Minority Report

Minority Report
Gangbangers, Victims, and Whores

Christina González | 13 Jan 2009 12:00
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I never really paid attention to Latina game characters until I revisited Silent Hill 4 this year. The character of Cynthia Velasquez inspired me to explore other game characters to see how Latinas are represented. Of the few that exist, most fall into a couple of categories: temptresses, victims, gang members and other criminals. Several are employed in more respectable professions like law enforcement. Some have an exotic quality, often going hand in hand with being sexualized. And although real-world Hispanics have a wide range of skin colors, most videogame Hispanics are within a narrow range of tan to caramel brown. Their roles are most often minor ones.

A 2001 study by Children Now found no Latinas in the top selling games. More recent research by Dr. Elizabeth Behm-Morawitz of the University of Missouri-Columbia focused on videogame magazines and noted that Latinas accounted for less than one percent of characters and were not featured in game ads at all. I spoke with Dr. Behm-Morawitz as well as Raquel Bujans, a Tools Programmer at Kaos Studios, for some additional perspective from inside and outside the industry.

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It probably isn't surprising that most of the Latinas I could find (and by no means do I claim an exhaustive list) are from urban crime-themed sandbox games. Grand Theft Auto IV alone has four. Others include Saint's Row's Luz and Crackdown's Violetta. The portrayals in these games are very stereotypical, but to be fair, most characters in this genre are caricatures. As a Latina from New York City, I can't say they're wrong, only limited.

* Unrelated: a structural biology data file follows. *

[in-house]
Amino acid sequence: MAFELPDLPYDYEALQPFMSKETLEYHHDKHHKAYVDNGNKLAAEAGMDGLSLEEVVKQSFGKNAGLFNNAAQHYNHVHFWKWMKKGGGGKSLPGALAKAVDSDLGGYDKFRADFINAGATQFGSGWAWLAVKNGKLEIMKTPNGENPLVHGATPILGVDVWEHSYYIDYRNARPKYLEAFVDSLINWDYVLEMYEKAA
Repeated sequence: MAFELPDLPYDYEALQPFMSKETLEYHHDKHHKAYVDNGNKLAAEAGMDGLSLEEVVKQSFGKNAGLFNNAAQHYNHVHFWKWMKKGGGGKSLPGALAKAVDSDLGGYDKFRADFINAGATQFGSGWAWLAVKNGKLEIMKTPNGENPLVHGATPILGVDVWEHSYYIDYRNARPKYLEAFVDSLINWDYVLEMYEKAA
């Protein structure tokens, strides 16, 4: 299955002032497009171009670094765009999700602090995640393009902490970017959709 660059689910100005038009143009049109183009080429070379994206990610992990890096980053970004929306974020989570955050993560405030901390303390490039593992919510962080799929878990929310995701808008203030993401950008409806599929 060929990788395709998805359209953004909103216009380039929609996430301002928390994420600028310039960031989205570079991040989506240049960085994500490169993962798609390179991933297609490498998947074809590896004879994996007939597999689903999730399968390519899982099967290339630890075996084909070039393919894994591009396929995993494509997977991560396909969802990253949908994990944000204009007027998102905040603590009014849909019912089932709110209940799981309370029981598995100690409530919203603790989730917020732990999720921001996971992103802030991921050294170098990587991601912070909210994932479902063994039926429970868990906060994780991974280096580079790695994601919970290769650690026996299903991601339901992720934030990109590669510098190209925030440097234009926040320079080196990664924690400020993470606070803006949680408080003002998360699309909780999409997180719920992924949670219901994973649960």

Grand Theft Auto III and San Andreas feature Catalina, a bank robber who loves violence and uses men for sex and criminal partnership. Prostitute Lola Del Rio never actually appears in GTA IV, but her lollipop-licking image was used widely to promote the game. Mallorie Bardas is a less sensational character: She works for a living but still associates closely with criminals, including having an affair with a local crime boss. Elizabeta Torres, a drug dealer who feels her operation about to go under, is one character that isn't sexualized. She is tall and stocky. The game also implies that she may be a lesbian. She dances seductively with Carmen Ortiz, who is later one of antihero Niko's girlfriends.

Another trend was victimization. My inspiration for this piece, Silent Hill 4's Cynthia Velasquez, is the first of a string of victims that protagonist Henry meets. Dressed in a miniskirt and a tight, low-cut shirt, Cynthia immediately offers Henry a "special favor" in what she thinks is an alcohol-induced dream. Initially, I thought that Cynthia was a prostitute. But her portrayal as a sexualized victim is necessary for the misogynistic serial killer storyline. She is "temptation," the embodiment of female sexuality. When there is a plot-based reason for objectification, it seems somewhat more forgivable.

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